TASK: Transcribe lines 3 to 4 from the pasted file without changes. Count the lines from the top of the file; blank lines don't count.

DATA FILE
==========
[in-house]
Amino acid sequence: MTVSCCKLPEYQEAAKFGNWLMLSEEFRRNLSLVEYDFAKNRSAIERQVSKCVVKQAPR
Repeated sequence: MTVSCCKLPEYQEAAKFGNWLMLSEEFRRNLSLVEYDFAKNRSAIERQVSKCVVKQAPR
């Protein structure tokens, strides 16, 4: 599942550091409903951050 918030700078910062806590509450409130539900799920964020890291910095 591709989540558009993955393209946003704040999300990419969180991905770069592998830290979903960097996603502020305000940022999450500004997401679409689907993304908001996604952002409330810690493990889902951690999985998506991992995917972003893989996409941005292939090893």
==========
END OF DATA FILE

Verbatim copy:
Repeated sequence: MTVSCCKLPEYQEAAKFGNWLMLSEEFRRNLSLVEYDFAKNRSAIERQVSKCVVKQAPR
């Protein structure tokens, strides 16, 4: 599942550091409903951050 918030700078910062806590509450409130539900799920964020890291910095 591709989540558009993955393209946003704040999300990419969180991905770069592998830290979903960097996603502020305000940022999450500004997401679409689907993304908001996604952002409330810690493990889902951690999985998506991992995917972003893989996409941005292939090893």